Menu Close

Ascend VPU: Noise Reduction

Noise is my number one enemy. Always. I’ve frequently been asked why I don’t offer a built-in mixer for the Nu pickups, so they can use the Nu as a direct replacement to monophonic pickups while still being able to have multichannel guitar audio. Best of both worlds, right? Well… the reason has a lot to do with noise. While the Nu Capsule has a very low noise floor (measured at -124 dBV for broadband noise and -113 dBV for hum and its harmonics), this noise will be multiplied by NxG, where G is your system gain, and N is the number of channels (the number of Nu capsules used). The noise adds up for each channel used.

Note: This entry should have been part 5 of the Virtual Pickups article series. I decided to have this fall under Ascend, which involves a specific virtual pickup implementation: Ascend-VPU.

Hum is not an issue with the Nu pickups. Low impedance coils are a lot less susceptible to electrostatic noise. The more pressing issue is hiss (broadband noise) introduced by the active electronics (the preamplifier). Unlike other input sources such as microphones, guitar pickups sit in a precarious place in the signal path before high gain stages (compressors, distortions, overdrives, preamps, etc.), which can potentially push the gain to extreme levels. For use-cases that require direct connection to standard monophonic high-gain external gear, my recommendation is to pair a monophonic pickup with the Nu-Multi, and use the mono pickup for that specific purpose.

Ascend-VPU Downward Expander

Now, if you go down the DAW path, you have better options. The Ascend-VPU plugin is a must when using the Nu-Pickup (or any divided pickup for that matter). It has a built-in downward expander. It works like a soft gate. Dial in the noise floor with the threshold control and a suitable expansion ratio, and you can eliminate most of the annoying noise. Downward expansion happens before any high-gain stages and before mixing, so you do not have the compounding channel mixing noise issue mentioned above.

In addition to the downward expander, the Ascend VPU incorporates a dynamic noise reduction filter that takes effect on lower level signals for minimizing broadband noise (hiss). A moving average filter, best suitable for reducing random white noise, is inserted at the input. When the signal goes below +12dB the expander threshold, the moving average filter output is cross-faded with the raw input. This noise reduction scheme works well for guitar signals due to the natural decay of high frequencies as the string decays. The filter is very transparent. You will not ever notice that it is there.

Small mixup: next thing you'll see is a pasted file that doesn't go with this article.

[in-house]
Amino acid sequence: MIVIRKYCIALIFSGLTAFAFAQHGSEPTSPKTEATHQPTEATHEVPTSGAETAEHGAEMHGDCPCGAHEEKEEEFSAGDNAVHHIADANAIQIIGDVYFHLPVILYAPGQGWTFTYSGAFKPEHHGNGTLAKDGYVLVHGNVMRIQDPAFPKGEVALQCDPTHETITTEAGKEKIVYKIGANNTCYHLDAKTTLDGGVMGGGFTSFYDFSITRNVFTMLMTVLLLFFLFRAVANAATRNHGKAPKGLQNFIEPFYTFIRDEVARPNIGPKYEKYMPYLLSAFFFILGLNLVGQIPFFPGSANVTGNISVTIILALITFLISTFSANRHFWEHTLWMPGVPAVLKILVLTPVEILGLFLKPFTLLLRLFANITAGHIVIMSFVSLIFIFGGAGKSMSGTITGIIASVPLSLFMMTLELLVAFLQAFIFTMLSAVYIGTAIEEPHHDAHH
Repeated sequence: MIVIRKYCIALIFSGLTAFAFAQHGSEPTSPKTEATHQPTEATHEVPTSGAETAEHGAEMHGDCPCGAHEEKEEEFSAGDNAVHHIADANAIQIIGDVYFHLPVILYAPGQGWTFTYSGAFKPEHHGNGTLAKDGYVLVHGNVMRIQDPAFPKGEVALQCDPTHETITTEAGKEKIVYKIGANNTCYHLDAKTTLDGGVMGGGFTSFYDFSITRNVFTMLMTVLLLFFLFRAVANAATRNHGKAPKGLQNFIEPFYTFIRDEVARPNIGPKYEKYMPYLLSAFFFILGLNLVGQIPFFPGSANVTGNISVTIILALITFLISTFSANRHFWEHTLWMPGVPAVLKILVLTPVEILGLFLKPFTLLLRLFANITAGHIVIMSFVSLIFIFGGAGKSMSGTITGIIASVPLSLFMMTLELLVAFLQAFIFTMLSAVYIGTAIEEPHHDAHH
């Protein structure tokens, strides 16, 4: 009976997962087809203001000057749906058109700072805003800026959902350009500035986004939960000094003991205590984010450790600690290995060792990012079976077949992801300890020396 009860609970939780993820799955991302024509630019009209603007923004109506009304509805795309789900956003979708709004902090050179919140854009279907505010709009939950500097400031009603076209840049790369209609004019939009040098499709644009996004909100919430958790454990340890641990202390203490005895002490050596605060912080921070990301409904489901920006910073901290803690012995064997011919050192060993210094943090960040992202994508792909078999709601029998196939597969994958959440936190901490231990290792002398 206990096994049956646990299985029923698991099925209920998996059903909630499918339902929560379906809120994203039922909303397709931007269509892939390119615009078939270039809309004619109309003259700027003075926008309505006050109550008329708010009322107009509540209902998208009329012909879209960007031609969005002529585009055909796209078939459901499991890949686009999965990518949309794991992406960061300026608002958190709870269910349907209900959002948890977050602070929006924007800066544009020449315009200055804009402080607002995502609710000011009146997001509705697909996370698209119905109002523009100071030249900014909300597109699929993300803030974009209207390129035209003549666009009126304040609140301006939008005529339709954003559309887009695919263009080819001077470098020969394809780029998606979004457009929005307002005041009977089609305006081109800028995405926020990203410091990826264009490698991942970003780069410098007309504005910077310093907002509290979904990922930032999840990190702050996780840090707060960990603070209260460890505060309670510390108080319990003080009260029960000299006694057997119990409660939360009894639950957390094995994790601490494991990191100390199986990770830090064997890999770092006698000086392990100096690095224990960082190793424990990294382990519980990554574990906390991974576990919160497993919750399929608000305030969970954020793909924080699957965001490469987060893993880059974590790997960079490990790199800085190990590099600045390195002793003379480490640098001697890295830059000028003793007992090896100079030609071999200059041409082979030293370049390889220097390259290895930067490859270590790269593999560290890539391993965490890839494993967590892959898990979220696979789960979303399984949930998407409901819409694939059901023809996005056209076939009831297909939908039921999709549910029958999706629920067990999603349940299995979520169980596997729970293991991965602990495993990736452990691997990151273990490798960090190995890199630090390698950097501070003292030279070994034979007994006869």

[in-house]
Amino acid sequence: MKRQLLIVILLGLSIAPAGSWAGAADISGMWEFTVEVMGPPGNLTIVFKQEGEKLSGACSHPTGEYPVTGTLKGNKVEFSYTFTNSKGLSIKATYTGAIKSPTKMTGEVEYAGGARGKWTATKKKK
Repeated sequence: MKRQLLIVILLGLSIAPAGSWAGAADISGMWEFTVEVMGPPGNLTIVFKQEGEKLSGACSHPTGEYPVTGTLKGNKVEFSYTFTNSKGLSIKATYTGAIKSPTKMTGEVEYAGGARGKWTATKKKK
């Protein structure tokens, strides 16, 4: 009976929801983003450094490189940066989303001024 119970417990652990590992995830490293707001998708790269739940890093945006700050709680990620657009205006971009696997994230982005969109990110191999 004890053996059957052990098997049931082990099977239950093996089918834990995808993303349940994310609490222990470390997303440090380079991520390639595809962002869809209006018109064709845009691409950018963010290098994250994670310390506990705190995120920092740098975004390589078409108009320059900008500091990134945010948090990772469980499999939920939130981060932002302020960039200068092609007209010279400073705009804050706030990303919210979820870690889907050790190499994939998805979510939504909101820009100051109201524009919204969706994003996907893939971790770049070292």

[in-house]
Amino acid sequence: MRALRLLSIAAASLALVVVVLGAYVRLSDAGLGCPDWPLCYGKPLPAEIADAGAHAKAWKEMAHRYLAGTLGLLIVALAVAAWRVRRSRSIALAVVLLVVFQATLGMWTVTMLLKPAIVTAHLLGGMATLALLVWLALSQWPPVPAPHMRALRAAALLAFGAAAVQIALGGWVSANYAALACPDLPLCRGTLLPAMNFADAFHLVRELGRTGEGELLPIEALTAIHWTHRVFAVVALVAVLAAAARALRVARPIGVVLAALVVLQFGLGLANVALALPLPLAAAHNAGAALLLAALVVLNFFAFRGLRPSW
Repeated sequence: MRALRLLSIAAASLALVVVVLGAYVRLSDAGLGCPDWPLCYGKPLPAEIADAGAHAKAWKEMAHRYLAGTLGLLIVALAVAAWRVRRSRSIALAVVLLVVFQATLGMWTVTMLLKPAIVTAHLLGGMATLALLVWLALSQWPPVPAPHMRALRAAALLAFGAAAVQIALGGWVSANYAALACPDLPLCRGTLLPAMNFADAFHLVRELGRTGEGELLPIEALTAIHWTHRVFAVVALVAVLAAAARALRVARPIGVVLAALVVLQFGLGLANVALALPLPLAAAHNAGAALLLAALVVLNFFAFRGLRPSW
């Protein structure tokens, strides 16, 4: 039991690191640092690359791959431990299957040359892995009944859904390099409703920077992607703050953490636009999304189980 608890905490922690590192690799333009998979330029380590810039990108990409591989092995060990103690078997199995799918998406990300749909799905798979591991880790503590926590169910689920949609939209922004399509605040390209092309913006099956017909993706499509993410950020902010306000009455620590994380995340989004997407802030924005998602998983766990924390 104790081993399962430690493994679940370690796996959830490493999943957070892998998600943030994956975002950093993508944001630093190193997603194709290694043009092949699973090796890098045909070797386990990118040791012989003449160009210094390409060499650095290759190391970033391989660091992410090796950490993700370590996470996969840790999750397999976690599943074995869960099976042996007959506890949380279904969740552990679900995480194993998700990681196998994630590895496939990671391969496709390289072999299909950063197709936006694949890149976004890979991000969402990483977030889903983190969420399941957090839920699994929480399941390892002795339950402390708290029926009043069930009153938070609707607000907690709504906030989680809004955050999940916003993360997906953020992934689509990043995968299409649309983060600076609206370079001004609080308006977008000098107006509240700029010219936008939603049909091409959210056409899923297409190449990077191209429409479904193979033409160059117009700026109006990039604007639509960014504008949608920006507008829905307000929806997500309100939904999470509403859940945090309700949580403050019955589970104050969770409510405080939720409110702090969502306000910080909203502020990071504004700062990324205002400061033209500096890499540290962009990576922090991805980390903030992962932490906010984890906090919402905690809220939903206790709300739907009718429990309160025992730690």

Furthermore, a nice little secret with virtual pickups is that each virtual coil reduces random noise due to its inherent averaging effect. Comb filters have that very welcome effect! The more virtual coils you use, the better the noise reduction.

To demonstrate, with the downward expander off, here’s the actual spectrum graph of the Nu Capsule’s noise floor plus any other system noise, amplified by a gain of 48 to emphasize the noise level in the graph (hence, the actual noise floor is 33dB below this):

Noise Floor

Now, when you enable the virtual pickups, you’ll be amazed. You can get at least 30dB additional noise reduction! The graph below shows the noise reduction effect of a typical Ascend-VPU preset. Interestingly, a happy coincidence is that virtual “humbuckers” provide better noise reduction due to the double coils! The more virtual coils used, the better the noise reduction. Keep in mind that the actual noise floor is 33dB below this, so your noise floor is now somewhere in the -130dB territory):

Virtual Pickups Noise Reduction

Noise is a real enemy. We want to have the least amount of noise as possible. With the Ascend-VPU plugin, you get to have your cake and eat it too. You are free to use the multichannel pickups with high gain stages (monophonic or polyphonic) without fear of noise corrupting your well crafted performance.

Downward expander + VPU = Total noise free bliss!